Jan Francisco. “Elias: Prophet of the Restoration.” (Interpreter)

Joseph Fielding McConkie. “Men and Women of Faith.” (Church History)

Joseph Fielding McConkie. “The Bruce R. McConkie Story: Reflections of a Son.” (Deseret Book, Out of Print)

Kristine Haglund. “Eugene England: A Mormon Liberal.” (University of Illinois Press)

Kurt Manwaring. “Bruce R. McConkie and Eugene England.”

Kurt Manwaring. “Elder McConkie’s Personal Account of the 1978 Priesthood Revelation.”

Kurt Manwaring. “Interview with Ken Brown, 1/19/20.” (Unpublished).

Kurt Manwaring. “Latter-day Saints and the American Apocalypse with Christopher Blythe.

Kurt Manwaring. “Personal Account of Amelia Smith McConkie Interview.” (Unpublished)

Kurt Manwaring. “Meet Biographer Dennis B. Horne.”

Kurt Manwaring. “Mormon Doctrine and Bruce R. McConkie, with Dennis B. Horne.”

Mark L. McConkie. “Doctrines of the Restoration: Sermons and Writings of Bruce R. McConkie.” (Bookcraft)

Michael De Groote. “And It Came to Print: Creating a New LDS Version of the Bible.” (Deseret News)

Newell G. Bringhurst. “Harold B. Lee: Life and Thought.” (Signature Books)

“Oscar W. McConkie, Jr. Remembered.” (Kirton & McConkie)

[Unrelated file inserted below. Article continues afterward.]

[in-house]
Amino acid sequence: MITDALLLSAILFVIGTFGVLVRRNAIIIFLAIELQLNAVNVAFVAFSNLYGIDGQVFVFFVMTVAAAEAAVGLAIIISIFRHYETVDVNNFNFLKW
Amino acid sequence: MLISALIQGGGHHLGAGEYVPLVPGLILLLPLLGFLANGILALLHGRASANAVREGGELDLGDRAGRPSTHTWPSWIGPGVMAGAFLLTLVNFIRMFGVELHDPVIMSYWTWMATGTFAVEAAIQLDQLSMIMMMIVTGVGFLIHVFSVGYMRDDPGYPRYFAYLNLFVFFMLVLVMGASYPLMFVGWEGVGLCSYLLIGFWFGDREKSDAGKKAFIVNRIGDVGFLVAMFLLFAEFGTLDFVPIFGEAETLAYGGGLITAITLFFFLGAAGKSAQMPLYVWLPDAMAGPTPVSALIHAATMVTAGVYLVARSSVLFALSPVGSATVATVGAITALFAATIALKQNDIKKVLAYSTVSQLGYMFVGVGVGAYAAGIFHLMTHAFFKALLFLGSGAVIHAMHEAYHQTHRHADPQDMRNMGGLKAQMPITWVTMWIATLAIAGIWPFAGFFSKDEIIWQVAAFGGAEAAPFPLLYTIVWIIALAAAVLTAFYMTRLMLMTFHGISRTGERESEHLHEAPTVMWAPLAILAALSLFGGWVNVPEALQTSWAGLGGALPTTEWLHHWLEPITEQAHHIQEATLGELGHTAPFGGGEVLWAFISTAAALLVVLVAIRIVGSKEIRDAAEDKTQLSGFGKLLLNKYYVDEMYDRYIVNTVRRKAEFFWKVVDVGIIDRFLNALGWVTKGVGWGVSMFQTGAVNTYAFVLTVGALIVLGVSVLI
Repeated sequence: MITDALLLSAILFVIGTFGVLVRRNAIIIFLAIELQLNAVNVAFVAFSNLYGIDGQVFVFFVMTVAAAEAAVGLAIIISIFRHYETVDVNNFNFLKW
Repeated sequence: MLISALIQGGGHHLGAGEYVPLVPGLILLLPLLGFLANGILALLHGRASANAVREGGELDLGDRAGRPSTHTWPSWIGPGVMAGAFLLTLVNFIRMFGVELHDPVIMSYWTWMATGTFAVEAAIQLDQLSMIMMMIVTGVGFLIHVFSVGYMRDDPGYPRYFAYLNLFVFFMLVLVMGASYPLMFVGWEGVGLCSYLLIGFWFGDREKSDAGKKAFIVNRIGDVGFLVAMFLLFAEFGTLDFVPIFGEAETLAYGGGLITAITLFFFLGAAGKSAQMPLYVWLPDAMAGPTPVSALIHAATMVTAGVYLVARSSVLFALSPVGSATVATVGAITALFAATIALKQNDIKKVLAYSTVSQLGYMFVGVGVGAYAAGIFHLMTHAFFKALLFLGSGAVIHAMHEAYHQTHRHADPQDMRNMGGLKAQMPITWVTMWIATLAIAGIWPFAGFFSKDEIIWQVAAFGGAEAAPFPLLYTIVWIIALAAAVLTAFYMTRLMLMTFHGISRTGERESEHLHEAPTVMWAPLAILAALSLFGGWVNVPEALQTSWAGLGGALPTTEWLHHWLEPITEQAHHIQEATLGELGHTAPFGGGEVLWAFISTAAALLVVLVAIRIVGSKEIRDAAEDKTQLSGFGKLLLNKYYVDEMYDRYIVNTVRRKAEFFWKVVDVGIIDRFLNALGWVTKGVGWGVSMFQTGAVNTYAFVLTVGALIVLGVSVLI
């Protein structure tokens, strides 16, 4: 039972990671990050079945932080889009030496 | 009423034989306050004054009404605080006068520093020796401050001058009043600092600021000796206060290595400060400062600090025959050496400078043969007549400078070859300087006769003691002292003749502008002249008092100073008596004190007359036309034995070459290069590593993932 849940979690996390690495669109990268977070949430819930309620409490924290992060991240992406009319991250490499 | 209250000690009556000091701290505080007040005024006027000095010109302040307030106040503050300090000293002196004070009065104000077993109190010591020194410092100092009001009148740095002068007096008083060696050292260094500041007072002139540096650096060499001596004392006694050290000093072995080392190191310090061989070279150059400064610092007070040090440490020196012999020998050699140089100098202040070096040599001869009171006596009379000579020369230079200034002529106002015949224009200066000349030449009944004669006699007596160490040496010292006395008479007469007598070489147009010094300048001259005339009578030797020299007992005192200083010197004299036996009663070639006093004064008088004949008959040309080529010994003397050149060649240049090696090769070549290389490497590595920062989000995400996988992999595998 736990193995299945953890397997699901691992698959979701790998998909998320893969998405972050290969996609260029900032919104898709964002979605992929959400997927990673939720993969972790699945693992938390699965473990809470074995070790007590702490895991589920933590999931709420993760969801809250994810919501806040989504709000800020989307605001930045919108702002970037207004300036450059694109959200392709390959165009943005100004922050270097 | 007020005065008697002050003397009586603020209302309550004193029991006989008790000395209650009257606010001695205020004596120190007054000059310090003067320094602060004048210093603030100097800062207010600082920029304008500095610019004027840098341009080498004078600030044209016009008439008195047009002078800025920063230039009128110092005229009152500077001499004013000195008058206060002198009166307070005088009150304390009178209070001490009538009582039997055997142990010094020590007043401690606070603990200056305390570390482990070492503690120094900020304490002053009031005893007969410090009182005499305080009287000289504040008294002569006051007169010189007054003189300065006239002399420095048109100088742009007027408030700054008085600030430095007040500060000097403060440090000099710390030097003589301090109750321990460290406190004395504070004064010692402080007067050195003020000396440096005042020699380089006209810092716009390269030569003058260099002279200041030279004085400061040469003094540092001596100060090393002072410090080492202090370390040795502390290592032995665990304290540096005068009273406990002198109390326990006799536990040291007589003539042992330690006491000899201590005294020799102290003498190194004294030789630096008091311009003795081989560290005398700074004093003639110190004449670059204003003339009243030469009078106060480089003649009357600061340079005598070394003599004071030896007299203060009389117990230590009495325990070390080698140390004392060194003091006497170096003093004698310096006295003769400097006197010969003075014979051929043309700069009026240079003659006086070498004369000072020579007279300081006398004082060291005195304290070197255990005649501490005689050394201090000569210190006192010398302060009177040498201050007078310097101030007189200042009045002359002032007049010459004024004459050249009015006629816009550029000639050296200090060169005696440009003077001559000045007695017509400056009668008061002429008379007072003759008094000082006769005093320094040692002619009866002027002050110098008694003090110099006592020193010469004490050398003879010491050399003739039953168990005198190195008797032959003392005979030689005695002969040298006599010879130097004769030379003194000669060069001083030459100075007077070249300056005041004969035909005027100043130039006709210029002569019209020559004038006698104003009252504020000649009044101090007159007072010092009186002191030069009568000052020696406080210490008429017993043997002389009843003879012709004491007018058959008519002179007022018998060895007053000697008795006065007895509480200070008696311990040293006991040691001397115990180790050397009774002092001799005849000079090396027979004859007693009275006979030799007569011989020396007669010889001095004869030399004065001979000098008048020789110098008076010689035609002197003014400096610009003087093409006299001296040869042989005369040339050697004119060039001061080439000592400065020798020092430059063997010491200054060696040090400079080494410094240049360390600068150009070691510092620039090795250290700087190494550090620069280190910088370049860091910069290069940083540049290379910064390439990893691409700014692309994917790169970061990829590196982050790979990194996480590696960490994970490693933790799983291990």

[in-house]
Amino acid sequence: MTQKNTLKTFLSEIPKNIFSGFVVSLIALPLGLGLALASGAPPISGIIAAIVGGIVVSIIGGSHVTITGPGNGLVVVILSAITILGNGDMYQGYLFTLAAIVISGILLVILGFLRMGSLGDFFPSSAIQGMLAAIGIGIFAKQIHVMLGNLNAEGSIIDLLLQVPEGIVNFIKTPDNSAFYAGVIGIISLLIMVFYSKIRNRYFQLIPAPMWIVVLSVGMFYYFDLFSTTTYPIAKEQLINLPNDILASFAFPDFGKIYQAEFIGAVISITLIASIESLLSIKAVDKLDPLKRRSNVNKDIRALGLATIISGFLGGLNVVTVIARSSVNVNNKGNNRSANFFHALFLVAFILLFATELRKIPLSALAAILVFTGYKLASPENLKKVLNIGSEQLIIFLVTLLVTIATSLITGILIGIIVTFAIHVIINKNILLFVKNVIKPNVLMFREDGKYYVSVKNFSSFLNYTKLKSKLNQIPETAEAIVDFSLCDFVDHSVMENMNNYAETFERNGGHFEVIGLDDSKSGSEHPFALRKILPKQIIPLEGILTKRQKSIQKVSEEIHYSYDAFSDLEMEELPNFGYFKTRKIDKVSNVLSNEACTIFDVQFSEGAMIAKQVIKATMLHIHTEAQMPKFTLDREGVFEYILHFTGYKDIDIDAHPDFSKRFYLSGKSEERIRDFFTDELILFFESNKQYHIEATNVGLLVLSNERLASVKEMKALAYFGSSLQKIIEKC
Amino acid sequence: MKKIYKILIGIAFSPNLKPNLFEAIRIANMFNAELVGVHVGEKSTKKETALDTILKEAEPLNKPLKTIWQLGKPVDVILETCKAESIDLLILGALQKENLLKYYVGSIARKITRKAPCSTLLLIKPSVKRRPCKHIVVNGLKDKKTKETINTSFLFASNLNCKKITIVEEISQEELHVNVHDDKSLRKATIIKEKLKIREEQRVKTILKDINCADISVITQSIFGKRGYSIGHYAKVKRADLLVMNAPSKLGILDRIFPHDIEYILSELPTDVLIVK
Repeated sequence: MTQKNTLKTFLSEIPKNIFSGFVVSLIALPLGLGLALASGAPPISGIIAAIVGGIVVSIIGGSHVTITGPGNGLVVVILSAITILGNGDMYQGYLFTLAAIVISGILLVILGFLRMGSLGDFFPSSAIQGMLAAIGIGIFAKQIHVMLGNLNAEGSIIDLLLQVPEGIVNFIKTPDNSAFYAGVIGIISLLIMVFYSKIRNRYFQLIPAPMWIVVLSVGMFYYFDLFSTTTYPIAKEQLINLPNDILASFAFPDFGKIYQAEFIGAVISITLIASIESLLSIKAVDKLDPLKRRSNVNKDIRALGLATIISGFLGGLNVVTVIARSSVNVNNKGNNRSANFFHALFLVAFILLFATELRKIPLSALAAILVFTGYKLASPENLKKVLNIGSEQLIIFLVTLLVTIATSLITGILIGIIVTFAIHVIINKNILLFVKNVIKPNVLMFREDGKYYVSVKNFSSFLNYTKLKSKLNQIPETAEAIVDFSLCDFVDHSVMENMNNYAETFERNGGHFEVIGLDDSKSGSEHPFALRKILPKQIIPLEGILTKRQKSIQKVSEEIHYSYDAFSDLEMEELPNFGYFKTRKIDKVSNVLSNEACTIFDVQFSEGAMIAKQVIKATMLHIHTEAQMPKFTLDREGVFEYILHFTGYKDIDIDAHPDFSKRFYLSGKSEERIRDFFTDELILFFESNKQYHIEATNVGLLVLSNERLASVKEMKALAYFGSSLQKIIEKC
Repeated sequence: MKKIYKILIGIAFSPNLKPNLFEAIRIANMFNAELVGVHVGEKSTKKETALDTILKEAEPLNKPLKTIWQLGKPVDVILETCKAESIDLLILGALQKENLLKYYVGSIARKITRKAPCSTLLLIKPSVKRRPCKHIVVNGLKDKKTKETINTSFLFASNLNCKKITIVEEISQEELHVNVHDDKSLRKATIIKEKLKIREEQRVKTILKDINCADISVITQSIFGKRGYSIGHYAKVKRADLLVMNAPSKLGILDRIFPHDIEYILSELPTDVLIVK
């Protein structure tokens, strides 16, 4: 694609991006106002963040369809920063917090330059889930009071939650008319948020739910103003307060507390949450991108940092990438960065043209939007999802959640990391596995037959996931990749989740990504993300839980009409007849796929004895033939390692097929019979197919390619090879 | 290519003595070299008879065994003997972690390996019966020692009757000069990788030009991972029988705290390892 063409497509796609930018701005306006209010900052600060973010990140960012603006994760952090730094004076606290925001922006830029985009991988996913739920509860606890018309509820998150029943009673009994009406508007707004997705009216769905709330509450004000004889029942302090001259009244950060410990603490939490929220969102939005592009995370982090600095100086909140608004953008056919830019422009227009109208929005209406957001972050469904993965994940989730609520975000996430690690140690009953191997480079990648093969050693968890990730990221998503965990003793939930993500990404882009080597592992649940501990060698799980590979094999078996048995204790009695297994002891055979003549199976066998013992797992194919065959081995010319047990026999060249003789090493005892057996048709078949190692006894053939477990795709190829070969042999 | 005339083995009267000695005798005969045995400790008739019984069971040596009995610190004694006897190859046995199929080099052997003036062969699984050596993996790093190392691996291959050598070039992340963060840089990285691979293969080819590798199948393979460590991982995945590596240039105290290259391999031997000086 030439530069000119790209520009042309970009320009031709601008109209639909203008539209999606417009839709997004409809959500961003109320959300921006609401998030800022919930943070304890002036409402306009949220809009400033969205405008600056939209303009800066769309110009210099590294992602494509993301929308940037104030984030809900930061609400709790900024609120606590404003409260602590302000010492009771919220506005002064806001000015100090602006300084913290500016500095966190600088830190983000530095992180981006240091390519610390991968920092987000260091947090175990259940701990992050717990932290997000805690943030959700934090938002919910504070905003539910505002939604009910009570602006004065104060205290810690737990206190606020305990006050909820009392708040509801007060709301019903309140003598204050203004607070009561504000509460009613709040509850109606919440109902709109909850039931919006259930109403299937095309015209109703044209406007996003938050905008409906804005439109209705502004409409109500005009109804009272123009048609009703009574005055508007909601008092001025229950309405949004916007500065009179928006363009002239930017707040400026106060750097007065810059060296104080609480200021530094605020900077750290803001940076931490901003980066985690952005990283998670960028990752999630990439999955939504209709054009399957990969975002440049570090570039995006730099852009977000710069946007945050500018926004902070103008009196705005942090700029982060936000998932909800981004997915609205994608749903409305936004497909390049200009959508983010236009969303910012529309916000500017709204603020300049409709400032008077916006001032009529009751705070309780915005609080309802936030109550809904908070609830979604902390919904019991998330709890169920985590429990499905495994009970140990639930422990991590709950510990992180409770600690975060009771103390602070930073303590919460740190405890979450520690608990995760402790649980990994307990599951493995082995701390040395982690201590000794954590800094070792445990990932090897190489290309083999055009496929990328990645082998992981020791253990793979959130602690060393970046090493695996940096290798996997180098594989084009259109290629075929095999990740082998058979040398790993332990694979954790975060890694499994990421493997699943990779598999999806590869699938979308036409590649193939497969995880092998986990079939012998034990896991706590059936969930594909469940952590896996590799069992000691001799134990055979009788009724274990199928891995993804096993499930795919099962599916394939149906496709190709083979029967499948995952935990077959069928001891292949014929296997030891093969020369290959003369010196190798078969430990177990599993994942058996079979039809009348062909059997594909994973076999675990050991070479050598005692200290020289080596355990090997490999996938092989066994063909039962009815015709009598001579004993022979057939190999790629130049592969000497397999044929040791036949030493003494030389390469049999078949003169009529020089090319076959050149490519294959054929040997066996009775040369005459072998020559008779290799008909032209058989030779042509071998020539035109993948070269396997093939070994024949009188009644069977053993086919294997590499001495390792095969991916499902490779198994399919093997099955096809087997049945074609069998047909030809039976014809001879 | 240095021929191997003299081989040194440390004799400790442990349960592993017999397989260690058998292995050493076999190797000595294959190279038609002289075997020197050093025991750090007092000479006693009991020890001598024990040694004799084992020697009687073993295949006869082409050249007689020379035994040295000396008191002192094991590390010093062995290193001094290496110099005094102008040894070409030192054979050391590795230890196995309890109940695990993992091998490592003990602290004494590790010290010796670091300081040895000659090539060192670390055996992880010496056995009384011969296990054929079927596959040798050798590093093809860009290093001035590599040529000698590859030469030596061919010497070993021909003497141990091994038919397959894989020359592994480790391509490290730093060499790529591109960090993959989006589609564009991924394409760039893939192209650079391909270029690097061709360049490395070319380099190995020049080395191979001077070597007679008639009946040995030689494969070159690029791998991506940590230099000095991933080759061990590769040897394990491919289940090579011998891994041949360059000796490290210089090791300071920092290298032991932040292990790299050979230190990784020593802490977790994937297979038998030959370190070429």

Peggy Fletcher Stack. “Landmark ‘Mormon Doctrine’ Goes Out of Print.” (Salt Lake Tribune)

Philip Barlow. “Mormons and the Bible in the Late Twentieth Century.” (Oxford University Press)

“Race and the Priesthood.” (Gospel Topics Essays)

Rebecca England. “A Professor and Apostle Correspond: Eugene England and Bruce R. McConkie on the Nature of God.” (Eugene England Foundation)

Richard E. Turley Jr. “Victims: The LDS Church and the Mark Hofmann Case.” (University of Illinois Press)

Richard E. Turley Jr. and Darius Gray. “The June 1978 Revelation on the Priesthood.” (Widtsoe Foundation)

Scott Woodward and Casey Griffiths. “Race, Priesthood, and Temple, 7 Episodes.” (Church History Matters)

Stephen O. Smoot. “Appendix III: Elder Bruce R. McConkie’s Proposed Additions to the Pearl of Great Price.” (Bible Central)

Stirling Adams. “The End of Bruce R. McConkie’s ‘Mormon Doctrine.'” (JWHA)

Tad Walch. “New Edition of Scriptures Was Unifier.” (Deseret News)

Terryl Givens. “Stretching the Heavens: The Life of Eugene England and the Crisis of Modern Mormonism.” (UNC Press)

Thomas E. Sherry and W. Jeffrey Marsh. “Precious Truths Restored: Joseph Smith Translation Changes Not Included in Our Bible.” (Religious Educator)

W. Paul Reeve. “Let’s Talk About Race and Priesthood.” (Deseret Book)

By Kurt Manwaring

Writer. History nerd. Latter-day Saint.

Leave a Reply

Your email address will not be published. Required fields are marked *

Exit mobile version